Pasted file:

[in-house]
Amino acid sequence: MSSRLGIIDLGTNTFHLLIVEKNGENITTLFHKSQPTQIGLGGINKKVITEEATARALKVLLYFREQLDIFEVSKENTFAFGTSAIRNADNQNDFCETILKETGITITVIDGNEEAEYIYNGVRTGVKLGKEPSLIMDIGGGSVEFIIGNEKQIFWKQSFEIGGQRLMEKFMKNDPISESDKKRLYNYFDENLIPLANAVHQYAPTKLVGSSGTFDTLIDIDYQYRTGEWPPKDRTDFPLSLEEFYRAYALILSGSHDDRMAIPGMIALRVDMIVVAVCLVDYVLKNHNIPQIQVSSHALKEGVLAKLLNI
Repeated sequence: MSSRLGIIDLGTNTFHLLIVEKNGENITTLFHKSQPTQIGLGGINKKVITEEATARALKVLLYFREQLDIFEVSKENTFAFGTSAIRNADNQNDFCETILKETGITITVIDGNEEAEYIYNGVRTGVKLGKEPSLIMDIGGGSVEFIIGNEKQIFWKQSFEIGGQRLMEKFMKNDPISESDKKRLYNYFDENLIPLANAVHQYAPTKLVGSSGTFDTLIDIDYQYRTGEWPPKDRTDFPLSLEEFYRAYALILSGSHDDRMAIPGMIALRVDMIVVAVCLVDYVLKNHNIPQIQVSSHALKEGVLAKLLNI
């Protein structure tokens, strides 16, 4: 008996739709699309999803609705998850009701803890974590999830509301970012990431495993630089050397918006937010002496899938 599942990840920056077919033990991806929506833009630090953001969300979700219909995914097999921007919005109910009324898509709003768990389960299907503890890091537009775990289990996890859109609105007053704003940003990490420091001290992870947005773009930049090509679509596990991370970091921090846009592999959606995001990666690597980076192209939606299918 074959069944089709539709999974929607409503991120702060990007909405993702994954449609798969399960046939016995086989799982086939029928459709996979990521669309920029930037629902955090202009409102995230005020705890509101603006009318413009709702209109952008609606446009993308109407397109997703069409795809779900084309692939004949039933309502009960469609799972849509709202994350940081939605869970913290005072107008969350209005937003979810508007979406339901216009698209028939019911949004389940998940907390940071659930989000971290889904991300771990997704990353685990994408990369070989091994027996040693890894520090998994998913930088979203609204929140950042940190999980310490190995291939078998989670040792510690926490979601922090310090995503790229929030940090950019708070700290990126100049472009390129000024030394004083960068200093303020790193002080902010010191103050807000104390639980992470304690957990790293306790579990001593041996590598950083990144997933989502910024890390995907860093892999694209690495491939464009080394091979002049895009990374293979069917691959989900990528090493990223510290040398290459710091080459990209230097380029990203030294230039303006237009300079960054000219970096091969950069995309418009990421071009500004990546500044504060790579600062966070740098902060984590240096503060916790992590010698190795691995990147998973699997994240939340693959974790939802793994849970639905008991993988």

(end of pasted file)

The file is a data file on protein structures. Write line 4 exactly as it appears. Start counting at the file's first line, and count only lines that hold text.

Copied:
């Protein structure tokens, strides 16, 4: 008996739709699309999803609705998850009701803890974590999830509301970012990431495993630089050397918006937010002496899938 599942990840920056077919033990991806929506833009630090953001969300979700219909995914097999921007919005109910009324898509709003768990389960299907503890890091537009775990289990996890859109609105007053704003940003990490420091001290992870947005773009930049090509679509596990991370970091921090846009592999959606995001990666690597980076192209939606299918 074959069944089709539709999974929607409503991120702060990007909405993702994954449609798969399960046939016995086989799982086939029928459709996979990521669309920029930037629902955090202009409102995230005020705890509101603006009318413009709702209109952008609606446009993308109407397109997703069409795809779900084309692939004949039933309502009960469609799972849509709202994350940081939605869970913290005072107008969350209005937003979810508007979406339901216009698209028939019911949004389940998940907390940071659930989000971290889904991300771990997704990353685990994408990369070989091994027996040693890894520090998994998913930088979203609204929140950042940190999980310490190995291939078998989670040792510690926490979601922090310090995503790229929030940090950019708070700290990126100049472009390129000024030394004083960068200093303020790193002080902010010191103050807000104390639980992470304690957990790293306790579990001593041996590598950083990144997933989502910024890390995907860093892999694209690495491939464009080394091979002049895009990374293979069917691959989900990528090493990223510290040398290459710091080459990209230097380029990203030294230039303006237009300079960054000219970096091969950069995309418009990421071009500004990546500044504060790579600062966070740098902060984590240096503060916790992590010698190795691995990147998973699997994240939340693959974790939802793994849970639905008991993988």